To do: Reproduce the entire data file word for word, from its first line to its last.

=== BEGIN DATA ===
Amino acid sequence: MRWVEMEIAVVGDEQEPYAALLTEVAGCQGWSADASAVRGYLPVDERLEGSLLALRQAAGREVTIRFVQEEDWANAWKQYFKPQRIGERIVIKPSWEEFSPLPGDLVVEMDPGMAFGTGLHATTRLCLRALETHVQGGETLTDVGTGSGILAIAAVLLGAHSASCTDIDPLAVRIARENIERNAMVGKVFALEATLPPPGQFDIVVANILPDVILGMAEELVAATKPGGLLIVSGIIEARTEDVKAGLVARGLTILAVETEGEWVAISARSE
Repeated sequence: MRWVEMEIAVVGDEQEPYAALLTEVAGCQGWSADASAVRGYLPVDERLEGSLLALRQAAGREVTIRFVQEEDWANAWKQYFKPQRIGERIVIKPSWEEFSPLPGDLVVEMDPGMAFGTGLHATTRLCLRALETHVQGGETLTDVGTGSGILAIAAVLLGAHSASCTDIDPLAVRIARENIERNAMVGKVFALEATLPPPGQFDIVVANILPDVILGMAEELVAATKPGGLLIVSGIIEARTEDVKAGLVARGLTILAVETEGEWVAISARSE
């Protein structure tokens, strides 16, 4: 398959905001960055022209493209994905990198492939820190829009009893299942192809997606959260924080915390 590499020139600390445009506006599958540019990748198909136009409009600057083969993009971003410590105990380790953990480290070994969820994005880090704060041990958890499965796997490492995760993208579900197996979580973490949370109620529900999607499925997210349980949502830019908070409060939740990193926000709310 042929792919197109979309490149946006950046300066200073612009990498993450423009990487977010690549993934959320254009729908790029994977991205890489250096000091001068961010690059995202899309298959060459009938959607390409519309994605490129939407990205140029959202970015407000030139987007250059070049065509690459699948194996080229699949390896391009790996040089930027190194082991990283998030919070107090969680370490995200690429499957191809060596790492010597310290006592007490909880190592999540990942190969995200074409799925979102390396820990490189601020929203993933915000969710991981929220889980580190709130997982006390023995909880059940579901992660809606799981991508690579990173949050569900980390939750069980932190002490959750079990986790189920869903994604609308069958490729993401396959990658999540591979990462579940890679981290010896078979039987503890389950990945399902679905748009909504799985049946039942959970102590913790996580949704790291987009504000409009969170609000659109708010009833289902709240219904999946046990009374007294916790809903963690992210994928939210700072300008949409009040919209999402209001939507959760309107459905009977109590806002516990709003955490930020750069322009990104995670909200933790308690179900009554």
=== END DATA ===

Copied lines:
Amino acid sequence: MRWVEMEIAVVGDEQEPYAALLTEVAGCQGWSADASAVRGYLPVDERLEGSLLALRQAAGREVTIRFVQEEDWANAWKQYFKPQRIGERIVIKPSWEEFSPLPGDLVVEMDPGMAFGTGLHATTRLCLRALETHVQGGETLTDVGTGSGILAIAAVLLGAHSASCTDIDPLAVRIARENIERNAMVGKVFALEATLPPPGQFDIVVANILPDVILGMAEELVAATKPGGLLIVSGIIEARTEDVKAGLVARGLTILAVETEGEWVAISARSE
Repeated sequence: MRWVEMEIAVVGDEQEPYAALLTEVAGCQGWSADASAVRGYLPVDERLEGSLLALRQAAGREVTIRFVQEEDWANAWKQYFKPQRIGERIVIKPSWEEFSPLPGDLVVEMDPGMAFGTGLHATTRLCLRALETHVQGGETLTDVGTGSGILAIAAVLLGAHSASCTDIDPLAVRIARENIERNAMVGKVFALEATLPPPGQFDIVVANILPDVILGMAEELVAATKPGGLLIVSGIIEARTEDVKAGLVARGLTILAVETEGEWVAISARSE
């Protein structure tokens, strides 16, 4: 398959905001960055022209493209994905990198492939820190829009009893299942192809997606959260924080915390 590499020139600390445009506006599958540019990748198909136009409009600057083969993009971003410590105990380790953990480290070994969820994005880090704060041990958890499965796997490492995760993208579900197996979580973490949370109620529900999607499925997210349980949502830019908070409060939740990193926000709310 042929792919197109979309490149946006950046300066200073612009990498993450423009990487977010690549993934959320254009729908790029994977991205890489250096000091001068961010690059995202899309298959060459009938959607390409519309994605490129939407990205140029959202970015407000030139987007250059070049065509690459699948194996080229699949390896391009790996040089930027190194082991990283998030919070107090969680370490995200690429499957191809060596790492010597310290006592007490909880190592999540990942190969995200074409799925979102390396820990490189601020929203993933915000969710991981929220889980580190709130997982006390023995909880059940579901992660809606799981991508690579990173949050569900980390939750069980932190002490959750079990986790189920869903994604609308069958490729993401396959990658999540591979990462579940890679981290010896078979039987503890389950990945399902679905748009909504799985049946039942959970102590913790996580949704790291987009504000409009969170609000659109708010009833289902709240219904999946046990009374007294916790809903963690992210994928939210700072300008949409009040919209999402209001939507959760309107459905009977109590806002516990709003955490930020750069322009990104995670909200933790308690179900009554």